The fire was controlled in 30 minutes and the property owner was located in his residence on the property and stated that a family member and his two dogs had been living in the building but the family member was not home at the time of the fire.
Humboldt Bay fire units remained on scene for 2 hours to completely extinguish the fire and overhaul the contents of the building. The family member arrived on scene and stated his two dogs were in the building at the time of the fire.
The two dogs were located and perished in the fire. There were no Firefighter or civilian injuries. The estimated property damage is $10,000 including the building, its contents and lumber stored next to the building.
The cause of the fire is under investigation and Arcata Fire District provided 1 engine and 1 duty officer to provide coverage to Humboldt Bay Fire during the incident.
Humboldt Bay Fire reminds all property owners to clearly mark their address with visible and reflective signage so Firefighters and other emergency personnel can identify the address from the road at night and during poor weather conditions.
John Ross Ferrara / Sunday, March 12 @ 10:45 a.m. / LoCO Challenge
Humboldt County locals Musette and Vaughn Scott happened upon something very strange while collecting rocks below some recently slid out bluffs at Guthrie Creek yesterday.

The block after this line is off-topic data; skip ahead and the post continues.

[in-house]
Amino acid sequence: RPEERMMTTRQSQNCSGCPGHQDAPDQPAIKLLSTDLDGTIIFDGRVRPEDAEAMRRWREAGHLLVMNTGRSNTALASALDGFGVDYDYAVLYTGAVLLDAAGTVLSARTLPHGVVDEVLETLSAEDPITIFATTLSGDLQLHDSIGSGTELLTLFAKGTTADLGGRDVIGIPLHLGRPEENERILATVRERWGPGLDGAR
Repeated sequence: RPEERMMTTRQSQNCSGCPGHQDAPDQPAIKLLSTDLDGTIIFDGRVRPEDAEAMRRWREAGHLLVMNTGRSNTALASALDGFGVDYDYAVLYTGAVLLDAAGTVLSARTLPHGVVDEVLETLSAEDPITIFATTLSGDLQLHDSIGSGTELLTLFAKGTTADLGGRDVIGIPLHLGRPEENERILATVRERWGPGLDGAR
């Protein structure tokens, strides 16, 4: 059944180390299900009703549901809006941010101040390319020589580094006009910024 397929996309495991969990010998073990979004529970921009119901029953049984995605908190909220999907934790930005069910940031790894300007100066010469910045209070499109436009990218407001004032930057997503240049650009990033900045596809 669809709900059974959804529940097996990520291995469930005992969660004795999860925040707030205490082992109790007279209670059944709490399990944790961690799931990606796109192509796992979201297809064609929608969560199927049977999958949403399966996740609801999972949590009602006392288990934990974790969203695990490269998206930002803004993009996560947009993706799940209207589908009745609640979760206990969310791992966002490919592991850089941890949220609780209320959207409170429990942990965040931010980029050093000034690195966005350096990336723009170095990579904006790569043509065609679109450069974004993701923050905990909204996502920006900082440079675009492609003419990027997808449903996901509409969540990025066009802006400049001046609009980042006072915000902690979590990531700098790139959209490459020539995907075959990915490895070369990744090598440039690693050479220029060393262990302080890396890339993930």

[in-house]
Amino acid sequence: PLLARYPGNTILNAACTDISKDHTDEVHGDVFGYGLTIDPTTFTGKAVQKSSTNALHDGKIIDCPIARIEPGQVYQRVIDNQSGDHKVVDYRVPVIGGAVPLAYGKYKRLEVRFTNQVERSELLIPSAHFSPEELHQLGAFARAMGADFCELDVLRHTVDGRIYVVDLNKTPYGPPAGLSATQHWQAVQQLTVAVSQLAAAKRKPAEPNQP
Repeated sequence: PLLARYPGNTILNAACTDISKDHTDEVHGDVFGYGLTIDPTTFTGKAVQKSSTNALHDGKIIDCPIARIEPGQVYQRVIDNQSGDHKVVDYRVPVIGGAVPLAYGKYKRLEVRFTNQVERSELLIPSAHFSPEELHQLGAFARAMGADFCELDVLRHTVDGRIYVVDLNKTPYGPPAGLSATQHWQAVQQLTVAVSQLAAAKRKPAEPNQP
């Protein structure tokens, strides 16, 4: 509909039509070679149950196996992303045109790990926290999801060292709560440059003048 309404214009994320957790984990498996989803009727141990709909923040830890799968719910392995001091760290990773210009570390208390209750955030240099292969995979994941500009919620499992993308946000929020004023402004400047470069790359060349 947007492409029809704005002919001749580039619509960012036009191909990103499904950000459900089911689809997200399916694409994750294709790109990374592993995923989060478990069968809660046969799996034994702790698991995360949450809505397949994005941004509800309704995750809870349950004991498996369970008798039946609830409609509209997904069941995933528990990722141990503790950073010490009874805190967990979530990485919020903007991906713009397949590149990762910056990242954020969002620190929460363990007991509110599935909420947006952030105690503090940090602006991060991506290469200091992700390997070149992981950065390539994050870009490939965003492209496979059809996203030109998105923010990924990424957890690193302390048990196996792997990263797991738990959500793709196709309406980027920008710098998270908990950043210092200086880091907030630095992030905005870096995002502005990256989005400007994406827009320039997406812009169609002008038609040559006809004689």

“We were collecting rocks and my hubby found this laying on top of the sand near the water,” Musette Scott wrote on Facebook. “It measures approx. 1 1/4” - 1 1/2” diameter. Hubby thinks it may be a fossilized snail body. I think it’s a handmade necklace made out of the amazing clay out there and fired in a fire pit. WHAT DO YOU THINK IT IS? Please HELP!!”
A couple of local biologists responded to Facebook query saying it might be the fossilized slime casing of an ancient sea snail, or maybe sediment that formed inside an empty shell. Other commenters are convinced it’s poo. But no one seems to know for sure.
So whada ya think Humboldt? Fossilized snail goo? Dino droppings? The remnants of a very proud caveman? LoCO Challenge starts now.
Barry Evans / Sunday, March 12 @ 8:25 a.m. / Growing Old Ungracefully
reason to listen to people who disagree with you is not so you can
learn to refute them. The reason is that you may be wrong.”
— William Deresiewicz
Eons ago during the 1988 presidential campaign, President George Bush, running for a second term, accused his rival of being a “card-carrying member of the ACLU” — as if that was a bad thing. Dukakis could hardly deny it — he was the one who said he was an ACLU member in the first place — but his polite Yale-schooled liberalism worked against him, and he lost in a landslide.